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Highly-Efficient Guiding of Motile Microtubules on Non-Topographical Motor Patterns

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posted on 18.08.2017, 00:00 by Cordula Reuther, Matthäus Mittasch, Sundar R. Naganathan, Stephan W. Grill, Stefan Diez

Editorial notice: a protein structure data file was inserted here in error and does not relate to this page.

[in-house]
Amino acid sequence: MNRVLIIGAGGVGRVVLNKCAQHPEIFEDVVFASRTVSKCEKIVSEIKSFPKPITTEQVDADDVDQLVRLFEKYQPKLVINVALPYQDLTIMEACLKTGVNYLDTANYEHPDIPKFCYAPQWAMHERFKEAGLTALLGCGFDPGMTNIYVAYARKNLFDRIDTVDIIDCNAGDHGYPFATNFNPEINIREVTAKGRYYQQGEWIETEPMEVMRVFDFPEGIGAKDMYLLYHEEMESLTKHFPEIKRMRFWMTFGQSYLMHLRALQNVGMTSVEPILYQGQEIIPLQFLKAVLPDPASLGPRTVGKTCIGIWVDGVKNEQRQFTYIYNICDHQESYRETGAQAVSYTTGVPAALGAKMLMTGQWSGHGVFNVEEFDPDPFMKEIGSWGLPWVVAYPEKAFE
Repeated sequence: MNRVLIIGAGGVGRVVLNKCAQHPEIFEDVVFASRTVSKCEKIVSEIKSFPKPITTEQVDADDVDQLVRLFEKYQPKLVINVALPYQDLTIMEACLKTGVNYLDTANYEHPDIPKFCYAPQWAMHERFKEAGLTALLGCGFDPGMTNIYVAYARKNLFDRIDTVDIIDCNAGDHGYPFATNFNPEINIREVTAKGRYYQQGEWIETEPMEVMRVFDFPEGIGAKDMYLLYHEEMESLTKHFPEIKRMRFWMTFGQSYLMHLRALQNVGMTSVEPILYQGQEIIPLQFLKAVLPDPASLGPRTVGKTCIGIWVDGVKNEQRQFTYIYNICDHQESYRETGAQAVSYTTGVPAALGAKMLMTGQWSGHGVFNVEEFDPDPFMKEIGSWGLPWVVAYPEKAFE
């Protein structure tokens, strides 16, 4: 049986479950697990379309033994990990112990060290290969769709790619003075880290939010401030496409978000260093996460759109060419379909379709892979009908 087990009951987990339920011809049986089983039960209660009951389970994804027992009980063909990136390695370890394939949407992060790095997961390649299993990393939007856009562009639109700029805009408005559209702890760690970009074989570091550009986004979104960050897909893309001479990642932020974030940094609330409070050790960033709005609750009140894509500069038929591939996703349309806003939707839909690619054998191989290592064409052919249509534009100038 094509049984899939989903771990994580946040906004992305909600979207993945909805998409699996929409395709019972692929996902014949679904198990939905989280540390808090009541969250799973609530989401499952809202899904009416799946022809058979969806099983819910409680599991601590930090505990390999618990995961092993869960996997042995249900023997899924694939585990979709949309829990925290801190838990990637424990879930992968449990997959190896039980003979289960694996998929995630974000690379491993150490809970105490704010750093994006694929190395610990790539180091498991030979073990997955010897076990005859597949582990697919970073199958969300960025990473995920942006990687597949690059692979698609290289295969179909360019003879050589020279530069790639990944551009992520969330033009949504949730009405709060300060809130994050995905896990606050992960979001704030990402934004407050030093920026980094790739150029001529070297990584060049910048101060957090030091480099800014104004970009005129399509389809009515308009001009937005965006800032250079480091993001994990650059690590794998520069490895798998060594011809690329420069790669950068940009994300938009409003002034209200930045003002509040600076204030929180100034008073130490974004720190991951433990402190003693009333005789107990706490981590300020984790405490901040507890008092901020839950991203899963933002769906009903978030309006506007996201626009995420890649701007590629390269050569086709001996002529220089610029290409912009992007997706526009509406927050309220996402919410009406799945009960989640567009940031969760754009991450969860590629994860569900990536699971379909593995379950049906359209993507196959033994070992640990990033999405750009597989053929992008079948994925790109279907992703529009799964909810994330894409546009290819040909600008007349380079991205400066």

Molecular motors, highly efficient biological nanomachines, hold the potential to be employed for a wide range of nanotechnological applications. Toward this end, kinesin, dynein, or myosin motor proteins are commonly surface-immobilized within engineered environments in order to transport cargo attached to cytoskeletal filaments. Being able to flexibly control the direction of filament motion, and in particular on planar, non-topographical surfaces, has, however, remained challenging. Here, we demonstrate the applicability of a UV-laser-based ablation technique to programmably generate highly localized patterns of functional kinesin-1 motors with different shapes and sizes on PLL-g-PEG-coated polystyrene surfaces. Straight and curved motor tracks with widths of less than 500 nm could be generated in a highly reproducible manner and proved to reliably guide gliding microtubules. Though dependent on track curvature, the characteristic travel lengths of the microtubules on the tracks significantly exceeded earlier predictions. Moreover, we experimentally verified the performance of complex kinesin-1 patterns, recently designed by evolutionary algorithms for controlling the global directionality of microtubule motion on large-area substrates.